I don't think that any at-home dad would consider his wife to be selfish.  Think of what she is giving up!  The selfless act is admitting that dad might be the better primary caregiver and being willing to bear the added burden of bread-winning.  Grace is right that her children need her.  My child needs her mother too.  Children need both parents, but unfortunately, life doesn't allow us all to stay at home with our kids.  She goes on to say that moms are "built to be able to recognize" all of the little needs that their children have.  As I said before, a father, when given the same amount of time and support, will recognize those things as well.  Again, we're talking about a father, not just anyone.  

"If you cannot provide for your family, you are not a man." - Mark Driscoll

Pastor Driscoll says that only men who are "injured, get sick or get cancer" are excused from being able to provide.  Any "able-bodied man" is to provide for the needs of his family as an act of worship to God.  He even goes so far as to say that being an at-home dad would be a case for church discipline!  On what scriptural grounds?  As we have already seen, there is no scriptural evidence to say that men have to work and women have to stay home.  The other supporting scriptures that speak about family talk about the condition of the heart and the attitude of the partners.  So, Mark, what is it that I am doing that deserves church discipline?  Earning a paycheck was killing my family.  I chose to stay at home to strengthen my family and probably save my marriage.  The condition of my heart did not change when my role at home changed.  If anything, I would say that my time at home has been beneficial to my relationship with God.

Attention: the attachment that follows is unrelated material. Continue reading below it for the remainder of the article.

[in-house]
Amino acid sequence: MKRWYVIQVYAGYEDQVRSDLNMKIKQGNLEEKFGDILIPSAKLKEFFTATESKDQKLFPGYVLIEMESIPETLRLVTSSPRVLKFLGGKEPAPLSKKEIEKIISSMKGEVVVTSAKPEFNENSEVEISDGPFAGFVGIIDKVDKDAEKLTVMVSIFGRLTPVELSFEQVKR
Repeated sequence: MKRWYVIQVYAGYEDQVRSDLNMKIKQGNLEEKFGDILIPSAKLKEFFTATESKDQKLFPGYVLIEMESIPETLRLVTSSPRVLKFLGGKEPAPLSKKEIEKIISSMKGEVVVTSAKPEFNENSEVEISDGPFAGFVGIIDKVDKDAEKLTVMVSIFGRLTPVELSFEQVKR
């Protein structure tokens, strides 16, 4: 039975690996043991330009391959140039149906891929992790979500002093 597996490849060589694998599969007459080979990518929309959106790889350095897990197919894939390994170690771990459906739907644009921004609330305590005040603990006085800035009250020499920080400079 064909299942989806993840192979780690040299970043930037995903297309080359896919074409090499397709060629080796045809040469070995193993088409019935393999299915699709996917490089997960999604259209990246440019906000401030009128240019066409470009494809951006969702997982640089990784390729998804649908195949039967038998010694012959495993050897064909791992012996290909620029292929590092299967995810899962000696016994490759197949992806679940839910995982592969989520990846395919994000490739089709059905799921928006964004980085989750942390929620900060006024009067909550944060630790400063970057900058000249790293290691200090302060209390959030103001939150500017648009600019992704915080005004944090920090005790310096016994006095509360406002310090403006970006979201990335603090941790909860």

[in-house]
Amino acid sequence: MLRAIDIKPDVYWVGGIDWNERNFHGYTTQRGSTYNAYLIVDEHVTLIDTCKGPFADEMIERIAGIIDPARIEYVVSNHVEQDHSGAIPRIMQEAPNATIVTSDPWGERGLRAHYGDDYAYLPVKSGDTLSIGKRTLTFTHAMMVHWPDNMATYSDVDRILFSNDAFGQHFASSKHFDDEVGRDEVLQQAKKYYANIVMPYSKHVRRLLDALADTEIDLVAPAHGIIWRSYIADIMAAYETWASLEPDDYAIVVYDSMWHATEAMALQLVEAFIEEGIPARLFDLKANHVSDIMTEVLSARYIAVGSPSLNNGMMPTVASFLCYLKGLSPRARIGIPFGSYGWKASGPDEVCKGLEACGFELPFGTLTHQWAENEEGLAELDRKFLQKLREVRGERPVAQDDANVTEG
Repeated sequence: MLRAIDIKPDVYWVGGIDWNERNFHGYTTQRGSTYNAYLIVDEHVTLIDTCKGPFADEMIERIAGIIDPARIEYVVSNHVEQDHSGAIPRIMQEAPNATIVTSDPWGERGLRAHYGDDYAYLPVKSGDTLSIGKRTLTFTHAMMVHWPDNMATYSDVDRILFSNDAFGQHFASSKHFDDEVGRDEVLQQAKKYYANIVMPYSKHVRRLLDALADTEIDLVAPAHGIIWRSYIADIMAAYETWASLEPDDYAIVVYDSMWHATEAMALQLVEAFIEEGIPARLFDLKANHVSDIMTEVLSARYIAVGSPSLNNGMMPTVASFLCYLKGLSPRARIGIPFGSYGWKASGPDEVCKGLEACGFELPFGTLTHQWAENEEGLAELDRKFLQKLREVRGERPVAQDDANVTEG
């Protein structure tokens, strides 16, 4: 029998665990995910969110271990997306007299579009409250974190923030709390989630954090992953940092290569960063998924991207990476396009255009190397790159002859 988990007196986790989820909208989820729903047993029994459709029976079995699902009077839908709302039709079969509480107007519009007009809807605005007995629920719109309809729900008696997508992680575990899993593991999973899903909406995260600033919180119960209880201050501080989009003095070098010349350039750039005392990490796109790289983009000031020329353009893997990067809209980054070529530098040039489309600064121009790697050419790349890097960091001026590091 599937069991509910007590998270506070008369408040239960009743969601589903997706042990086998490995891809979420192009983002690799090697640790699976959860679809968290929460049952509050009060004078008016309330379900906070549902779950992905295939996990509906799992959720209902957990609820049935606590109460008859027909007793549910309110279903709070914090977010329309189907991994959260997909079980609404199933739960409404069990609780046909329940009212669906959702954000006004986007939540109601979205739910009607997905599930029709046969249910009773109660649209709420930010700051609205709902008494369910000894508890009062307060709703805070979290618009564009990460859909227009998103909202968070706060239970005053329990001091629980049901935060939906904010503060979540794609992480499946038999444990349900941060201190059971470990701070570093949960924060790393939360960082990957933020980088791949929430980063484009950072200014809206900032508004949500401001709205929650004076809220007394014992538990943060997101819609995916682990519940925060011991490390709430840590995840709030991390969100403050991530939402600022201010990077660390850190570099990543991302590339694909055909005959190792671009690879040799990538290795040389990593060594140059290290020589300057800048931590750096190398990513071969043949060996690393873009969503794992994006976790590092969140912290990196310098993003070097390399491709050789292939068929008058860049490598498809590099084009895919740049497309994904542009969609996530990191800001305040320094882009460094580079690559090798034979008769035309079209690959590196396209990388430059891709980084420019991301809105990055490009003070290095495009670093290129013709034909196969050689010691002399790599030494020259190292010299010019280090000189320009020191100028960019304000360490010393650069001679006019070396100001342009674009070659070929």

We already talked about the scripture he is quoting (1 Timothy 5:8) and how it is being taken out of context.  It is interesting that someone can say things like "your value as a human being is not dependent on your zip code or the material things that you own" but can then say "your value as a man is dependent on your ability to earn a paycheck."  "Provide" has a much broader definition, in my opinion.  If I take a job that is far away from my family, so far that I never see them, but I send them a big paycheck, what have I taught my children?  If I was actually lazy at home and did not support my wife in her role as bread-winner by doing housework, what example would I be showing my child?  If I earned a big paycheck, yet I verbally abused my wife and children, would I still be a man?

Mark quotes Romans 12:2 "Do not conform to the pattern of this world, but be transformed by the renewing of your mind. Then you will be able to test and approve what God’s will is—his good, pleasing and perfect will," but he does not finish the thought of the passage that continues through verse six.  "For by the grace given me I say to every one of you: Do not think of yourself more highly than you ought, but rather think of yourself with sober judgment, in accordance with the faith God has distributed to each of you. For just as each of us has one body with many members, and these members do not all have the same function, so in Christ we, though many, form one body, and each member belongs to all the others. We have different gifts, according to the grace given to each of us."  If a man's gifts happen to make him better suited to be the primary caregiver for his child, is he supposed to deny those gifts and force his wife into a role that she is not gifted for just to fit some "formula" for success?  Or is it better to work together with their unique set of gifts to do what is best for their child?

"... safeguard their marriage from divorce, they need to organize their home like that"

Mark talks about statistics, yet he does not offer any.  The top causes for divorce are infidelity, communication issues, abuse and finances.  If a family has chosen dad to be an at-home father, and his wife is willing to bear the burden of bread-winning, for the benefit of their children, then they are both in agreement.  Yes, things can change, but I know of several dads that have been at-home with their kids for over 10 years.  What happens if you try to organize your home in the traditional way and it is not working?  Should you sacrifice your family just to keep it organized in the traditional way?